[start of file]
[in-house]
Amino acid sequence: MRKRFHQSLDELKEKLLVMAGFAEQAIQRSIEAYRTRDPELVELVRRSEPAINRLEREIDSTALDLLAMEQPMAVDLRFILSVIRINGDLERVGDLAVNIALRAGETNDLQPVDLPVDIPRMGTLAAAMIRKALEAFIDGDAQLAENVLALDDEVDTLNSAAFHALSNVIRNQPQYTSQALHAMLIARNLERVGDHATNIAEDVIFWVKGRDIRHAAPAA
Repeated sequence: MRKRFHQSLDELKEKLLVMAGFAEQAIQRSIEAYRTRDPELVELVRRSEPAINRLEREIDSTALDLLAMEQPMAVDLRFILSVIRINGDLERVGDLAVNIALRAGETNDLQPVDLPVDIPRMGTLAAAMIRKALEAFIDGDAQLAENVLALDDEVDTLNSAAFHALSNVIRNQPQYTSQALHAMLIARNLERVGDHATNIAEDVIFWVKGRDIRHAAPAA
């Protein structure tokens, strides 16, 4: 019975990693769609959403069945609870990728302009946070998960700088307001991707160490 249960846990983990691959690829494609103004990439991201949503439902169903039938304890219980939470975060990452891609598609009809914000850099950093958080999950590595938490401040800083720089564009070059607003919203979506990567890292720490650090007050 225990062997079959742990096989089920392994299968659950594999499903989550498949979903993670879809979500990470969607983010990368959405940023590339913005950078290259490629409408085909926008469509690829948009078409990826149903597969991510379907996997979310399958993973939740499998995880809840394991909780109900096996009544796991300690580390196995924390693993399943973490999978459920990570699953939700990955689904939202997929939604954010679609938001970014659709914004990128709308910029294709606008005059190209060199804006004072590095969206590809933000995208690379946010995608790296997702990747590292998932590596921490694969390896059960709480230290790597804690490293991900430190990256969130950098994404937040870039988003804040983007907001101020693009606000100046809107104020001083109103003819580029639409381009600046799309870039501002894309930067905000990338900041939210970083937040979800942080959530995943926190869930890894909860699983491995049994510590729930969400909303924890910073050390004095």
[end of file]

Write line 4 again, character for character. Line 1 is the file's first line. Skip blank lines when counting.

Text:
């Protein structure tokens, strides 16, 4: 019975990693769609959403069945609870990728302009946070998960700088307001991707160490 249960846990983990691959690829494609103004990439991201949503439902169903039938304890219980939470975060990452891609598609009809914000850099950093958080999950590595938490401040800083720089564009070059607003919203979506990567890292720490650090007050 225990062997079959742990096989089920392994299968659950594999499903989550498949979903993670879809979500990470969607983010990368959405940023590339913005950078290259490629409408085909926008469509690829948009078409990826149903597969991510379907996997979310399958993973939740499998995880809840394991909780109900096996009544796991300690580390196995924390693993399943973490999978459920990570699953939700990955689904939202997929939604954010679609938001970014659709914004990128709308910029294709606008005059190209060199804006004072590095969206590809933000995208690379946010995608790296997702990747590292998932590596921490694969390896059960709480230290790597804690490293991900430190990256969130950098994404937040870039988003804040983007907001101020693009606000100046809107104020001083109103003819580029639409381009600046799309870039501002894309930067905000990338900041939210970083937040979800942080959530995943926190869930890894909860699983491995049994510590729930969400909303924890910073050390004095």